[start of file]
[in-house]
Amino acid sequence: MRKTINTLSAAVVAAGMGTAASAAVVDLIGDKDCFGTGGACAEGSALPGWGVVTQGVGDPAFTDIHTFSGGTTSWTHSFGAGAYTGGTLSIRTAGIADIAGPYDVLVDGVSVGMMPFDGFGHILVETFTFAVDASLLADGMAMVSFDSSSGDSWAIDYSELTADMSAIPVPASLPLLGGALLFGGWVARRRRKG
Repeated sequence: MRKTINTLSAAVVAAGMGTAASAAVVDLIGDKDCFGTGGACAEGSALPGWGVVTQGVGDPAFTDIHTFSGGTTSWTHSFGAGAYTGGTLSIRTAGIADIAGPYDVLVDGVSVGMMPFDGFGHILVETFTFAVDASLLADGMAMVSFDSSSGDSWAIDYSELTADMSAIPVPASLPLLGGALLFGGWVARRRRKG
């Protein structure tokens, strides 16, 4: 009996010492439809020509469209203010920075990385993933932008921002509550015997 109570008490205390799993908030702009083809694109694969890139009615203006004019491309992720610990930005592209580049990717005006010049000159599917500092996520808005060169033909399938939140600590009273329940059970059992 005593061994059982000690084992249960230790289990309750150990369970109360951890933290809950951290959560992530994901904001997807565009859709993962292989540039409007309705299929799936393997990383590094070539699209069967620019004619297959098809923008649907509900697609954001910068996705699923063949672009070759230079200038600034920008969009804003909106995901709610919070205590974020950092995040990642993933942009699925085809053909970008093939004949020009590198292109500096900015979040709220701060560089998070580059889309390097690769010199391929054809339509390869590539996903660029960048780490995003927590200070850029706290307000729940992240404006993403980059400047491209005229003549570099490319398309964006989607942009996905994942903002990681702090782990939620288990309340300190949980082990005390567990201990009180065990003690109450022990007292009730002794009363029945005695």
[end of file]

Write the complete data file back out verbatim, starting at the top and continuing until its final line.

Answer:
[in-house]
Amino acid sequence: MRKTINTLSAAVVAAGMGTAASAAVVDLIGDKDCFGTGGACAEGSALPGWGVVTQGVGDPAFTDIHTFSGGTTSWTHSFGAGAYTGGTLSIRTAGIADIAGPYDVLVDGVSVGMMPFDGFGHILVETFTFAVDASLLADGMAMVSFDSSSGDSWAIDYSELTADMSAIPVPASLPLLGGALLFGGWVARRRRKG
Repeated sequence: MRKTINTLSAAVVAAGMGTAASAAVVDLIGDKDCFGTGGACAEGSALPGWGVVTQGVGDPAFTDIHTFSGGTTSWTHSFGAGAYTGGTLSIRTAGIADIAGPYDVLVDGVSVGMMPFDGFGHILVETFTFAVDASLLADGMAMVSFDSSSGDSWAIDYSELTADMSAIPVPASLPLLGGALLFGGWVARRRRKG
């Protein structure tokens, strides 16, 4: 009996010492439809020509469209203010920075990385993933932008921002509550015997 109570008490205390799993908030702009083809694109694969890139009615203006004019491309992720610990930005592209580049990717005006010049000159599917500092996520808005060169033909399938939140600590009273329940059970059992 005593061994059982000690084992249960230790289990309750150990369970109360951890933290809950951290959560992530994901904001997807565009859709993962292989540039409007309705299929799936393997990383590094070539699209069967620019004619297959098809923008649907509900697609954001910068996705699923063949672009070759230079200038600034920008969009804003909106995901709610919070205590974020950092995040990642993933942009699925085809053909970008093939004949020009590198292109500096900015979040709220701060560089998070580059889309390097690769010199391929054809339509390869590539996903660029960048780490995003927590200070850029706290307000729940992240404006993403980059400047491209005229003549570099490319398309964006989607942009996905994942903002990681702090782990939620288990309340300190949980082990005390567990201990009180065990003690109450022990007292009730002794009363029945005695």